So-called rising house prices mainly represent rising land prices. Note – ‘land prices‘, not land values! Land prices may not represent true value when they are pathological, especially in real estate bubbles such as are currently being experienced in China, Canada, New Zealand and Australia.
Rising land prices are always attributed to inadequate supply, as a result of inadequate subdivisional land release, zoning controls, or increasing population–or combinations of these–but supply is often not the main reason for rapidly rising prices. There can be, and often is, a surfeit of land supply, but prices may continue to escalate upwards. In fact, this is the situation in Australia at the moment.
How can this possibly be so?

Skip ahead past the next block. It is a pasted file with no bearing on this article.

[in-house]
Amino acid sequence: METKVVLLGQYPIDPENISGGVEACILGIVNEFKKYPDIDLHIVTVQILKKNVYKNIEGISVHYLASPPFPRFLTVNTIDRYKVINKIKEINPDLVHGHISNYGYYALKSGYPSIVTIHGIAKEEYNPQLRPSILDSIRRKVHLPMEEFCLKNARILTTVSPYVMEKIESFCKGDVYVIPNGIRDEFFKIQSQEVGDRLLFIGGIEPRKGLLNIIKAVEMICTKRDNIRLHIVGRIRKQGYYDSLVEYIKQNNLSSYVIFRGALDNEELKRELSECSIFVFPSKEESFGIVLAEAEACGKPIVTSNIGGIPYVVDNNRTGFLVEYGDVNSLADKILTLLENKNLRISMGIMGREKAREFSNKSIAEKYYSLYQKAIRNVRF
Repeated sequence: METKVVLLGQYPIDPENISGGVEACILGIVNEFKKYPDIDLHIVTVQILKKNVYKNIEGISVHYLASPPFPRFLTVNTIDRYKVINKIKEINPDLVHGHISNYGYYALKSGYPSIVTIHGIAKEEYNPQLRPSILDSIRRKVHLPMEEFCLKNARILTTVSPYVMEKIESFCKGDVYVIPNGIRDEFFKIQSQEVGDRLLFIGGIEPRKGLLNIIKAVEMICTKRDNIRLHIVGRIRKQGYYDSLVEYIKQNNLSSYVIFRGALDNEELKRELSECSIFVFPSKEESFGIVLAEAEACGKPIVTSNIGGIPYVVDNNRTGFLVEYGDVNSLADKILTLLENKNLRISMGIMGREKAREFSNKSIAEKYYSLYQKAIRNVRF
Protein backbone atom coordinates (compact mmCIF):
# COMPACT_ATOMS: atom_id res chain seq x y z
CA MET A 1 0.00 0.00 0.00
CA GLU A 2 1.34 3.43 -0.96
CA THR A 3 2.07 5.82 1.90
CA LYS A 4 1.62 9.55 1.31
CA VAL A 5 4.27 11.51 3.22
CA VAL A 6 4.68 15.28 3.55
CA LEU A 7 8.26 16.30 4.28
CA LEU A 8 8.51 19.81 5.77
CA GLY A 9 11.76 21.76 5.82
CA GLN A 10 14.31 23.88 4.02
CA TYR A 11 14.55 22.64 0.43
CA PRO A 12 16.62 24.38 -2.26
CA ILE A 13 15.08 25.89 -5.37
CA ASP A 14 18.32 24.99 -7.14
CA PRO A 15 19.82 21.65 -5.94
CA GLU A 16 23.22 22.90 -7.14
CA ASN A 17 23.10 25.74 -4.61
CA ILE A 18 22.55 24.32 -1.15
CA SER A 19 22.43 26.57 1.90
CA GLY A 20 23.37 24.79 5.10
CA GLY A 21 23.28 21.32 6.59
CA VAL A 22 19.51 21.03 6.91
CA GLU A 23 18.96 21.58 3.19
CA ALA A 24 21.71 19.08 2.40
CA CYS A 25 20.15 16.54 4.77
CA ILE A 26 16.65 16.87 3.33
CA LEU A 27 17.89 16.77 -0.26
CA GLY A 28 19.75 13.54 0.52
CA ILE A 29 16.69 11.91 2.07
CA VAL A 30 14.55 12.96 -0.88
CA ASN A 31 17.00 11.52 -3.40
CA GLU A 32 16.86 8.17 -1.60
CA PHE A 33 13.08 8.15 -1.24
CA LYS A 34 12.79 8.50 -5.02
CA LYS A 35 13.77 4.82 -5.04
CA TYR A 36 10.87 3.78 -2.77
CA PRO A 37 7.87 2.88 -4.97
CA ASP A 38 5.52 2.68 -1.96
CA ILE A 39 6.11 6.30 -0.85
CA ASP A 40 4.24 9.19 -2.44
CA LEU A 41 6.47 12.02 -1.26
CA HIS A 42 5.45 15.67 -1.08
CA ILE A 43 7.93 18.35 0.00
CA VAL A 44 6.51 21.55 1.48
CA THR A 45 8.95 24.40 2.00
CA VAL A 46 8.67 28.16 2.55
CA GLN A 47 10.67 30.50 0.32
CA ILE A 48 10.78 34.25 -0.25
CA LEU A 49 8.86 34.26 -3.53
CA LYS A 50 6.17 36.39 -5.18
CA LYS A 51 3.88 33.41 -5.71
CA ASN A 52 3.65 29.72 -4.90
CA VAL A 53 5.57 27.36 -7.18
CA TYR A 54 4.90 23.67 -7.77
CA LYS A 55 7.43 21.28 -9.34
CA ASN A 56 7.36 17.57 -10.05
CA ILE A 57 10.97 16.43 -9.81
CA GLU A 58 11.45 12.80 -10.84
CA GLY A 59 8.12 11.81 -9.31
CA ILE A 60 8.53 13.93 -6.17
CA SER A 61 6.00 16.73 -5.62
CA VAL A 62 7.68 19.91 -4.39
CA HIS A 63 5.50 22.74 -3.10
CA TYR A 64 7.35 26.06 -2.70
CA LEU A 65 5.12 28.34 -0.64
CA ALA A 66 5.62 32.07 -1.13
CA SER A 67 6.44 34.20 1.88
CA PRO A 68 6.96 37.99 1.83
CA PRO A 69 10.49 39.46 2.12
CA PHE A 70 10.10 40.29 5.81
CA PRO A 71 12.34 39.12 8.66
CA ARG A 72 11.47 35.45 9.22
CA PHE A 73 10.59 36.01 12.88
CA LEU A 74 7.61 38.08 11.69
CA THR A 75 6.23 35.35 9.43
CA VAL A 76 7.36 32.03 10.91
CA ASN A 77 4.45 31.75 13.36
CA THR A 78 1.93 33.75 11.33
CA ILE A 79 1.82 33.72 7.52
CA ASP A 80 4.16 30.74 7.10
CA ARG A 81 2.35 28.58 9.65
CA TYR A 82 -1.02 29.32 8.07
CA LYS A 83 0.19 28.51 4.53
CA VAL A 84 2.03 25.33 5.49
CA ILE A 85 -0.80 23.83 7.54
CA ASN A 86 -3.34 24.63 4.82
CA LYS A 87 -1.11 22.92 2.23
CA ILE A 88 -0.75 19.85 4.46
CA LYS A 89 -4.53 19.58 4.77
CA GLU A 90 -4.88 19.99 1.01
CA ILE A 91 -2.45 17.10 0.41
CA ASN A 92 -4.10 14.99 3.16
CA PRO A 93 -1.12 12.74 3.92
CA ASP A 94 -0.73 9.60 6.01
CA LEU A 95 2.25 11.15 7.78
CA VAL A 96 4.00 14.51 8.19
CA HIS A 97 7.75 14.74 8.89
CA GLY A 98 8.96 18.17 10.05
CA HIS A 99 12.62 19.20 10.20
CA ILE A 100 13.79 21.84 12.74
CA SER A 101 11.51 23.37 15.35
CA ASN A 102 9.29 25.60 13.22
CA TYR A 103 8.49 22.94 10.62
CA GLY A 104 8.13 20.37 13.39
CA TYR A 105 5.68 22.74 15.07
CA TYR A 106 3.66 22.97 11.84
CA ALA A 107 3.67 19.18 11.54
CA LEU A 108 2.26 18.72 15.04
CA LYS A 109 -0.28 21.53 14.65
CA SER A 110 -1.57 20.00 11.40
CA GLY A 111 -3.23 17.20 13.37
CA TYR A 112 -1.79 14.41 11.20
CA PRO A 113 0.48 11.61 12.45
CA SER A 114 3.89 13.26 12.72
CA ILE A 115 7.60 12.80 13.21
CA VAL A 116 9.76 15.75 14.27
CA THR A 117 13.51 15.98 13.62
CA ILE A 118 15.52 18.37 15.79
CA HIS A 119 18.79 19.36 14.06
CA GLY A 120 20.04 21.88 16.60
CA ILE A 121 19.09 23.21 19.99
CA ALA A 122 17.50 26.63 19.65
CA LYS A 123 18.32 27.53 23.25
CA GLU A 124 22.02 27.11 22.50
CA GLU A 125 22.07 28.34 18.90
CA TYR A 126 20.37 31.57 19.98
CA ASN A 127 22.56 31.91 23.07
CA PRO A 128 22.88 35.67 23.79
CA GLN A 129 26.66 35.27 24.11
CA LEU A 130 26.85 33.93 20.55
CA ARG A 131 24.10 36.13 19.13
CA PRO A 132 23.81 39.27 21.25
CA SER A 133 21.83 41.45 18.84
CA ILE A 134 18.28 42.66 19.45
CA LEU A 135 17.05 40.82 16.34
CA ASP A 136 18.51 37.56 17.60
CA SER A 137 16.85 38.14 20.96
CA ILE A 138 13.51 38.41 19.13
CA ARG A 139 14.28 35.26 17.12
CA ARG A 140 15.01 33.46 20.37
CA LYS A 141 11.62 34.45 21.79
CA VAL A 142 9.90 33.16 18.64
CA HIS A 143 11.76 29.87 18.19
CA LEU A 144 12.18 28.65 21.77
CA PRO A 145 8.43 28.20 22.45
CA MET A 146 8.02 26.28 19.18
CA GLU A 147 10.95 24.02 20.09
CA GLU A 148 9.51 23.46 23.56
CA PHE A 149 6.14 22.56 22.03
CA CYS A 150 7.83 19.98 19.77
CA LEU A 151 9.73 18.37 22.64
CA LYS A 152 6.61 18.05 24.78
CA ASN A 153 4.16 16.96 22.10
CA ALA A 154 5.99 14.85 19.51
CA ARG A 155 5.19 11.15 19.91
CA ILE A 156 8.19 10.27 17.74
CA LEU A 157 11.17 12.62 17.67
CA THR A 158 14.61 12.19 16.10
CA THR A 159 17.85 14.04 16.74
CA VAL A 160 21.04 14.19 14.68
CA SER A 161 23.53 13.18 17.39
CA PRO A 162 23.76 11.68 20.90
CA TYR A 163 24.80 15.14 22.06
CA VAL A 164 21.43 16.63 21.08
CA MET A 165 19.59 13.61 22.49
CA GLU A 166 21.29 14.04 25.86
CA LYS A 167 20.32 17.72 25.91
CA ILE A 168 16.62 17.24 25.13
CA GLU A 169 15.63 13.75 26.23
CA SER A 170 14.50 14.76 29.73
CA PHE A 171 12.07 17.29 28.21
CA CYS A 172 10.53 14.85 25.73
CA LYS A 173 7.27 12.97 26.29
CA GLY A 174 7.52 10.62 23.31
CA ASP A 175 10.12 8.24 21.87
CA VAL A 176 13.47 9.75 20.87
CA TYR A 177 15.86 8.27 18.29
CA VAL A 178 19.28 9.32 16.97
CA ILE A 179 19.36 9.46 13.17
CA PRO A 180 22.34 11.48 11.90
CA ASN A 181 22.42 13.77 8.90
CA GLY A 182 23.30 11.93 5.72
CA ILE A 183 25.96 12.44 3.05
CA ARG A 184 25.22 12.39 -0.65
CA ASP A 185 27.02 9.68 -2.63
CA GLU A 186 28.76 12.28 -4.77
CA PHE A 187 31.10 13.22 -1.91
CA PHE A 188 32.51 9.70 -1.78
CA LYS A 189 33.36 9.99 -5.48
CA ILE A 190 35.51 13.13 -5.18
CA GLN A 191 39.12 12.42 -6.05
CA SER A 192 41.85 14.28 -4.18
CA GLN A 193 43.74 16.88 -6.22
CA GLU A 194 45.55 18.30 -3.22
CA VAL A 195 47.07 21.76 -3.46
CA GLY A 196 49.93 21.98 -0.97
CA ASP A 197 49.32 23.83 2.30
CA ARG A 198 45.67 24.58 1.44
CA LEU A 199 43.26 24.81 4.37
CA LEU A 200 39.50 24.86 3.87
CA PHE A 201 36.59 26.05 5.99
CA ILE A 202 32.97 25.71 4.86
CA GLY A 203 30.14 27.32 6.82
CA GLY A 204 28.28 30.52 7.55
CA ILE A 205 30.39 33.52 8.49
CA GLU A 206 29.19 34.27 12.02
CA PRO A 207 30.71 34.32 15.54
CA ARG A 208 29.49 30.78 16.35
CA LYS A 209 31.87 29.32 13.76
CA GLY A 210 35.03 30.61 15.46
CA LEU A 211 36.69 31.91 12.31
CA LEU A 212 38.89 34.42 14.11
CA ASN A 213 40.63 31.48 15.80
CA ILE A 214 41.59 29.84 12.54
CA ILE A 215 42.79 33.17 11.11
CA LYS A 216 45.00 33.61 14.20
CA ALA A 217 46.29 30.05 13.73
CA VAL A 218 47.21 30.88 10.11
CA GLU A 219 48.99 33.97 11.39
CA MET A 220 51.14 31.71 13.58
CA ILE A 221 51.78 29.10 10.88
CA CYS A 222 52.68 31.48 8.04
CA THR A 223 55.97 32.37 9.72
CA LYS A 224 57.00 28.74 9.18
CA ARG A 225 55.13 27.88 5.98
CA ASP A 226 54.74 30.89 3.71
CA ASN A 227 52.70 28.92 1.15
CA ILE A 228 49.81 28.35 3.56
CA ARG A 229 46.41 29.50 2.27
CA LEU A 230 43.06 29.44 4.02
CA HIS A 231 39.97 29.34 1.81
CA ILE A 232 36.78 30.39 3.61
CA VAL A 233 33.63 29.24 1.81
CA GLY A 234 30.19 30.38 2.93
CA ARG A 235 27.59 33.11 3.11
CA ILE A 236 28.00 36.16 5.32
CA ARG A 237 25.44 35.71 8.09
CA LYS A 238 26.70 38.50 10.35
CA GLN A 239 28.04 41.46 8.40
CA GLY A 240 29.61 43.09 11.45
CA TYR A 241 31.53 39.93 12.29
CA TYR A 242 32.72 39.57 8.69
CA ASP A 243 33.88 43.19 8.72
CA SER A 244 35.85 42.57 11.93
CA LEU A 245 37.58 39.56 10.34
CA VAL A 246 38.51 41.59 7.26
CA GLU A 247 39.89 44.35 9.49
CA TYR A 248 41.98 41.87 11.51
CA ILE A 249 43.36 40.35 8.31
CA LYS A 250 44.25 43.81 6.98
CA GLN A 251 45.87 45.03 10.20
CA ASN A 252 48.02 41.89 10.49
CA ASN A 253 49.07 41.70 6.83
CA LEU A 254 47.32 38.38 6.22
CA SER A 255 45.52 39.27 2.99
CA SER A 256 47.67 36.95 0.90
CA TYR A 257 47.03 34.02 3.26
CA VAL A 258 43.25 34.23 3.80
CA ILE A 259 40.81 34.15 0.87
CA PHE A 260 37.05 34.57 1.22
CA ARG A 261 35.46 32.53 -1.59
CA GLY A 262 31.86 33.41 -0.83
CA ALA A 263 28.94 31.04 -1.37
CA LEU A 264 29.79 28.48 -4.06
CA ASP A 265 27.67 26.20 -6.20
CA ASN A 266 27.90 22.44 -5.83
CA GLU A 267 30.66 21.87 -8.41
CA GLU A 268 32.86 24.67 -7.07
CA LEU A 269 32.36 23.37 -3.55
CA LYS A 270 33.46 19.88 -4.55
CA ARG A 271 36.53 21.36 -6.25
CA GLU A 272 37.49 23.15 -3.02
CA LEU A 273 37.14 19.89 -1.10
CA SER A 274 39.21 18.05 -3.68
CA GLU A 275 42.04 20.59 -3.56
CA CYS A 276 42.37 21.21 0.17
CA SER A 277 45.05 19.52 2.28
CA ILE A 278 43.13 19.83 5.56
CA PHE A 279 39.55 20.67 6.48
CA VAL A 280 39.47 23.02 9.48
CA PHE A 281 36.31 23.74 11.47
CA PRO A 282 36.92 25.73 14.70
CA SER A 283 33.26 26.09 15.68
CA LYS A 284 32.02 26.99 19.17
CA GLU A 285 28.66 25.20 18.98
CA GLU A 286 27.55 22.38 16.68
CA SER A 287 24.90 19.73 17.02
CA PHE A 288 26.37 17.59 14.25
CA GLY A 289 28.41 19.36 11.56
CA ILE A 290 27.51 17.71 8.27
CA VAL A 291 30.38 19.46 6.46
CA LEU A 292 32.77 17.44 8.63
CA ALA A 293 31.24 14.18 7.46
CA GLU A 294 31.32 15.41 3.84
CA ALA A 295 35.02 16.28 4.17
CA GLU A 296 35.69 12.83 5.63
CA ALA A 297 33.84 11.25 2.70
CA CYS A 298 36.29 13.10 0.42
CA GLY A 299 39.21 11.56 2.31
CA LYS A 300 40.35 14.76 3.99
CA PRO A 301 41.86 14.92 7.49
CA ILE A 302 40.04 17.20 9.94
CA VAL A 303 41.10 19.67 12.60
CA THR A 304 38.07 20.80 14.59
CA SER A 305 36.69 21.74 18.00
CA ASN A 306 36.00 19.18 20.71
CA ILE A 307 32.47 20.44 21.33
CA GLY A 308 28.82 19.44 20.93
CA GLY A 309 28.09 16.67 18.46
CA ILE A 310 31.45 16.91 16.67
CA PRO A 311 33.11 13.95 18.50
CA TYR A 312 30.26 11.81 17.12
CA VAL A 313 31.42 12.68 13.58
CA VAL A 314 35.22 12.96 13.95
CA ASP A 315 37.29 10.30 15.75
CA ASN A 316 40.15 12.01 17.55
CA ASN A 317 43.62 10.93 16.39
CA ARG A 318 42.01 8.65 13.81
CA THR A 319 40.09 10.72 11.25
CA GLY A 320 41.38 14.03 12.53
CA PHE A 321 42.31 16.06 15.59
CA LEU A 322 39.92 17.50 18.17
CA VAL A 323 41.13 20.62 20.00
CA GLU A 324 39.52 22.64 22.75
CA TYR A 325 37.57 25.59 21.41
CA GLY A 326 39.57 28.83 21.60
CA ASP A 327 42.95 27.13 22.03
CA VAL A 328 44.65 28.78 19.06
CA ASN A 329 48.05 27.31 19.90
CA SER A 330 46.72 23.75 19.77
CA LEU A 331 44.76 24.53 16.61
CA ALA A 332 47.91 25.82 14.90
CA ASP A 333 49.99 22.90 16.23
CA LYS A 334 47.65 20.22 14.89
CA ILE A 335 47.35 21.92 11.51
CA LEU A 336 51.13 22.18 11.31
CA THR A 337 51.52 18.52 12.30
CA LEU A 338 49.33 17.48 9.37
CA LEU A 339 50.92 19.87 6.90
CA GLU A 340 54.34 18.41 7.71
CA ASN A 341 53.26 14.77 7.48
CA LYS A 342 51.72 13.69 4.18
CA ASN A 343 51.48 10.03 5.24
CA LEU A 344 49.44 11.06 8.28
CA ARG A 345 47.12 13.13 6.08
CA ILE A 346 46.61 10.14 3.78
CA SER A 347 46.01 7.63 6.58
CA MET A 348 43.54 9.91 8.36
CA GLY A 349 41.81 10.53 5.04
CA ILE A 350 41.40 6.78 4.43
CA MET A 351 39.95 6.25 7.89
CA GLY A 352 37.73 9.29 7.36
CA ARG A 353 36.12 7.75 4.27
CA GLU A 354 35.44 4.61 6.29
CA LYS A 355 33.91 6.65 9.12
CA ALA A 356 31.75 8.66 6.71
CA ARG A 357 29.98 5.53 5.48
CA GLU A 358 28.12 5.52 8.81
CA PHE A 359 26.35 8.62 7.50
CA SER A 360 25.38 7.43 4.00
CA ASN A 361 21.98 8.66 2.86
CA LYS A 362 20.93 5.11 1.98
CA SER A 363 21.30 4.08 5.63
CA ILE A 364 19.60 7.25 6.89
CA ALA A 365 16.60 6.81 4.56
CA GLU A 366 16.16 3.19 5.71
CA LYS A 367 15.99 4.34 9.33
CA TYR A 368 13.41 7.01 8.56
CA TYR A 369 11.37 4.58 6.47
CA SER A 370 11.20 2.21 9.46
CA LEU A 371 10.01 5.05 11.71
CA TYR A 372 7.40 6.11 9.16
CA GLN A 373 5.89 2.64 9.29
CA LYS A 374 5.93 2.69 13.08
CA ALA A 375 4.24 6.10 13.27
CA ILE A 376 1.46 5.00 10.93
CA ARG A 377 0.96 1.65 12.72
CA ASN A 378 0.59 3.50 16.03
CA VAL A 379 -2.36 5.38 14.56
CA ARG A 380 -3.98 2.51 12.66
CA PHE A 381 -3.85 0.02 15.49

Mainly because the predominant reason for an upward movement in land prices is the inadequate capture of land rent, by use of municipal rates, or land tax at the state level. When these are increased, that is to say, a greater amount of land rent is captured for revenue, land prices will stabilize or fall, because land prices represent the private capitalisation of the uncollected land rent, and, if less rent is being privately-capitalised, land prices will decline. This fact is often too difficult for us to get our heads around, even for economists, because we are used to all prices being analysed only in terms of supply and demand. Land is different from commodities, insofar as its income is in the nature of a rent which can’t be passed on in prices.
This vital information usually goes missing in considerations of housing affordability and tax reform because 99.5% of the community is ignorant of it.
However, some people–and banks particularly–might be quite uncomfortable to believe that land prices should decline rather than increase if the nation is to be more productive and not go down the gurgler.
As they say, “Ignorance is bliss!”